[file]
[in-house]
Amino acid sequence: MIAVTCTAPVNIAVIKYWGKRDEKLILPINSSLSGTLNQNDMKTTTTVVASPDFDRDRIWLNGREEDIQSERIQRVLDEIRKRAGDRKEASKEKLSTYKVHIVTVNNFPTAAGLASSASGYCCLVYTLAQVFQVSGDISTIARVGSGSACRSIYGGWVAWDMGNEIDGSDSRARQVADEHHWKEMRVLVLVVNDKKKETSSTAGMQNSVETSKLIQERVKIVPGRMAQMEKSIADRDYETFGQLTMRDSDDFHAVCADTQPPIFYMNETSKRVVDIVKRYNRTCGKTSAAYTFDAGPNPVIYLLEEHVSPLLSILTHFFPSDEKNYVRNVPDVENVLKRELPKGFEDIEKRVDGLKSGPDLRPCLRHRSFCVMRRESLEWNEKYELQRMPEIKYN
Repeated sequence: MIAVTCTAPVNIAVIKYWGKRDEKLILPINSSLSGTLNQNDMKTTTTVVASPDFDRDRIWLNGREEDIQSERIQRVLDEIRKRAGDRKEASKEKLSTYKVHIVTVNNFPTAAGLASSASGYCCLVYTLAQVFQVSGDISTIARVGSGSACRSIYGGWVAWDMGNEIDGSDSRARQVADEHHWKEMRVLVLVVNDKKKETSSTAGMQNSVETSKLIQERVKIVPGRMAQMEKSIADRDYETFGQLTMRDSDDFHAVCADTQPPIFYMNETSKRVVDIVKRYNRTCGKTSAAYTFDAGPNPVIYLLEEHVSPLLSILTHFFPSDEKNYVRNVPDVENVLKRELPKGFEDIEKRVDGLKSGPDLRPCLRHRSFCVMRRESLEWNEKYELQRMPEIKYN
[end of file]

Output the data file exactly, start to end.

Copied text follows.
[in-house]
Amino acid sequence: MIAVTCTAPVNIAVIKYWGKRDEKLILPINSSLSGTLNQNDMKTTTTVVASPDFDRDRIWLNGREEDIQSERIQRVLDEIRKRAGDRKEASKEKLSTYKVHIVTVNNFPTAAGLASSASGYCCLVYTLAQVFQVSGDISTIARVGSGSACRSIYGGWVAWDMGNEIDGSDSRARQVADEHHWKEMRVLVLVVNDKKKETSSTAGMQNSVETSKLIQERVKIVPGRMAQMEKSIADRDYETFGQLTMRDSDDFHAVCADTQPPIFYMNETSKRVVDIVKRYNRTCGKTSAAYTFDAGPNPVIYLLEEHVSPLLSILTHFFPSDEKNYVRNVPDVENVLKRELPKGFEDIEKRVDGLKSGPDLRPCLRHRSFCVMRRESLEWNEKYELQRMPEIKYN
Repeated sequence: MIAVTCTAPVNIAVIKYWGKRDEKLILPINSSLSGTLNQNDMKTTTTVVASPDFDRDRIWLNGREEDIQSERIQRVLDEIRKRAGDRKEASKEKLSTYKVHIVTVNNFPTAAGLASSASGYCCLVYTLAQVFQVSGDISTIARVGSGSACRSIYGGWVAWDMGNEIDGSDSRARQVADEHHWKEMRVLVLVVNDKKKETSSTAGMQNSVETSKLIQERVKIVPGRMAQMEKSIADRDYETFGQLTMRDSDDFHAVCADTQPPIFYMNETSKRVVDIVKRYNRTCGKTSAAYTFDAGPNPVIYLLEEHVSPLLSILTHFFPSDEKNYVRNVPDVENVLKRELPKGFEDIEKRVDGLKSGPDLRPCLRHRSFCVMRRESLEWNEKYELQRMPEIKYN